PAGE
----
Some survivors were present, as were some relatives of those who were killed on June 12 in the worst mass shooting in modern U.S. history. The gunman, Omar Mateen, was killed after a three-hour standoff during an exchange of fire with SWAT team members.

“What the Orlando Magic are doing is amazing, is beautiful. I’m honored and grateful,” said Alvear, the mother of Pulse victim Amanda Alvear. “That they are lifting the number 49 out of respect, a symbol for our 49 Pulse angels, it has a deep meaning – demonstration of love and that they care, that all of them will be remembered.”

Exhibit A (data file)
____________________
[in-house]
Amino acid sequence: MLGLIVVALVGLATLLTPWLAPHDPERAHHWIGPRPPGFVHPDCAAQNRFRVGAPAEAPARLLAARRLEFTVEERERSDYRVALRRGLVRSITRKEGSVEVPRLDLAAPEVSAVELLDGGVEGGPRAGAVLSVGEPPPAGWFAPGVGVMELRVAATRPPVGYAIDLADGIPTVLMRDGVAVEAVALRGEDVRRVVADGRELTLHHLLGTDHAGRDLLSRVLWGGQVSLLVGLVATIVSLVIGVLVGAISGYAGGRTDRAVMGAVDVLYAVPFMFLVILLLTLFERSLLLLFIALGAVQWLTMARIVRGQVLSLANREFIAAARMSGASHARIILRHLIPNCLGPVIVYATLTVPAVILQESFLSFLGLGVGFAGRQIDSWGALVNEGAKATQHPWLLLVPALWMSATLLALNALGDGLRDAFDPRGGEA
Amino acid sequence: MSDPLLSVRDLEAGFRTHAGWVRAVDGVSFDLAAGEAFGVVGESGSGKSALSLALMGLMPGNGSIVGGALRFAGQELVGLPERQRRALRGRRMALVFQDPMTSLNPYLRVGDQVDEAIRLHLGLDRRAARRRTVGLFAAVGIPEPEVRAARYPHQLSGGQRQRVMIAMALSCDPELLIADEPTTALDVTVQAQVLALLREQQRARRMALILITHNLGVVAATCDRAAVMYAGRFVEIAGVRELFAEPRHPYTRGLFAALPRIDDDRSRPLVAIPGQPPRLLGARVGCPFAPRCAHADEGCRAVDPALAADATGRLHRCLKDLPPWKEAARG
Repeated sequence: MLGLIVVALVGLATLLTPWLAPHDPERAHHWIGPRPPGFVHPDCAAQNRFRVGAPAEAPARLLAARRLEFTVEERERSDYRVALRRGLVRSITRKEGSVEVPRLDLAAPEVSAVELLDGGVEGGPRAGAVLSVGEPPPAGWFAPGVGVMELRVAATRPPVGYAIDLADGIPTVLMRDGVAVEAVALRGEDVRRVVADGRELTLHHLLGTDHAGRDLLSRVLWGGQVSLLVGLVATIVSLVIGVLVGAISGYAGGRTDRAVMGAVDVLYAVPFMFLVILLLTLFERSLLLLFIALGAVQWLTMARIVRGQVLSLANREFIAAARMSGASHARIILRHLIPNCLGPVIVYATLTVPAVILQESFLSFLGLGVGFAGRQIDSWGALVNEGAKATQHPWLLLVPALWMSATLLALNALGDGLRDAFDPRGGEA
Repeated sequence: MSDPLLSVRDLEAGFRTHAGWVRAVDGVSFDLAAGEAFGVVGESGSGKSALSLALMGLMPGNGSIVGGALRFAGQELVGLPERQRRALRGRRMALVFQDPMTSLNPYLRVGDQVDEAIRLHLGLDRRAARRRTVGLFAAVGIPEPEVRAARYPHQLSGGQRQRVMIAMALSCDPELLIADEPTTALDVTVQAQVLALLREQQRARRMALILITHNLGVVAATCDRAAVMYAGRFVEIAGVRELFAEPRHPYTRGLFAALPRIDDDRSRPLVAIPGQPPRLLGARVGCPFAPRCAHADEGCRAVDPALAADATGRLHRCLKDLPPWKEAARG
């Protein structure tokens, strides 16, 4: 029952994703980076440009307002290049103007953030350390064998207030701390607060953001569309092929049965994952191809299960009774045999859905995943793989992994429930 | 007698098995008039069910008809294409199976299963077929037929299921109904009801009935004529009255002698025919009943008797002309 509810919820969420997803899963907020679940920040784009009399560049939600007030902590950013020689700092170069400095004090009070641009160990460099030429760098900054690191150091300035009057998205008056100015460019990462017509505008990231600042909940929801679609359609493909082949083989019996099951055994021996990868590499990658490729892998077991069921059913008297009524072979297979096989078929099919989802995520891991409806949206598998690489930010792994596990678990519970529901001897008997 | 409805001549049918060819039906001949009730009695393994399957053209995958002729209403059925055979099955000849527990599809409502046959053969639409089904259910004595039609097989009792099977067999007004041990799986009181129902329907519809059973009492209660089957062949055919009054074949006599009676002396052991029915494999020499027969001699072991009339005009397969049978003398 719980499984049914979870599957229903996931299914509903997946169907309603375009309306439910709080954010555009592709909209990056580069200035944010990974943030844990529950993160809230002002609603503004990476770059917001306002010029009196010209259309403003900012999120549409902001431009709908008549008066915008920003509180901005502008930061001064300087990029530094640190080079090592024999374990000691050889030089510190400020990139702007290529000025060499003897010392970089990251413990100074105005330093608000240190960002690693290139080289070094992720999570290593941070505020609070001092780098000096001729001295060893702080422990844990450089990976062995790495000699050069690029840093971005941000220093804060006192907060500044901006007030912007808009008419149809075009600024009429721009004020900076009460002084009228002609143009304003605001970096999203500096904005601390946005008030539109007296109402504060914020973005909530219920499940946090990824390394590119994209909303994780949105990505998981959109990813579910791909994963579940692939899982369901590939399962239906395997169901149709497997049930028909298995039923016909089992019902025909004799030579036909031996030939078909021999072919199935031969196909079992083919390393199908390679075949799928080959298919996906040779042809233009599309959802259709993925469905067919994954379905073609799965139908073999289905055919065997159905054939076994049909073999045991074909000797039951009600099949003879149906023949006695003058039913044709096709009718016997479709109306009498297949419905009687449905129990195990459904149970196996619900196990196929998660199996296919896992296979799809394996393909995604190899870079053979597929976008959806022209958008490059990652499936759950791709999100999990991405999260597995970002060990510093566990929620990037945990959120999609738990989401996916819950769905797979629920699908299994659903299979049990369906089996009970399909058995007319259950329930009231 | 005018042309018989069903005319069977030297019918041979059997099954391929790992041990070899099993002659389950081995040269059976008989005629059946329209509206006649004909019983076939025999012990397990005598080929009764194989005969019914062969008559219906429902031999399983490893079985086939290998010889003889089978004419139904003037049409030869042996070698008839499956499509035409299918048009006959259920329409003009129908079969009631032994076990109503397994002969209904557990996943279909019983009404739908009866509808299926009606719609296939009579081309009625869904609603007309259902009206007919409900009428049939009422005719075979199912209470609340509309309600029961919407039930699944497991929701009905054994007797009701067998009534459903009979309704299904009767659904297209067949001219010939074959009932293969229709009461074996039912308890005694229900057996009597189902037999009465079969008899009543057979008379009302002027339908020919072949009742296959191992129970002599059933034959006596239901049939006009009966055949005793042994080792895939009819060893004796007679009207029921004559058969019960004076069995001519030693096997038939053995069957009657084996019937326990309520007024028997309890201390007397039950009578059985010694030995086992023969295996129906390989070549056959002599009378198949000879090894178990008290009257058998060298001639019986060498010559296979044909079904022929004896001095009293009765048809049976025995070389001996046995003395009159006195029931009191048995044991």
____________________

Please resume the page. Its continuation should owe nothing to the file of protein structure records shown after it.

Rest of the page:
The nightclub remains fenced off, yet is still attracting a daily stream of mourners. Banners on the fence are dotted with thousands of handwritten messages from visitors, with some flowers and candles on the ground.

Martins was the chair of OneOrlando, a fund that collected $29.5 million in donations that’s being distributed to 299 claimants. At the time of the shooting, the Magic were just a few weeks removed from the hiring of Frank Vogel as their new coach, and less than three weeks away from a free-agent period where the roster would be greatly revamped.

But Martins quickly volunteered anyway, helping oversee the massive task.

“One of the ways that I felt I could help, that I could assist, was to help with the administration of the fund,” Martins said. “So I raised my hand immediately.”

The tribute coming before a Magic-Heat game was fitting, given how many of those affected by the events of that night were from South Florida.

It was particularly poignant to one survivor.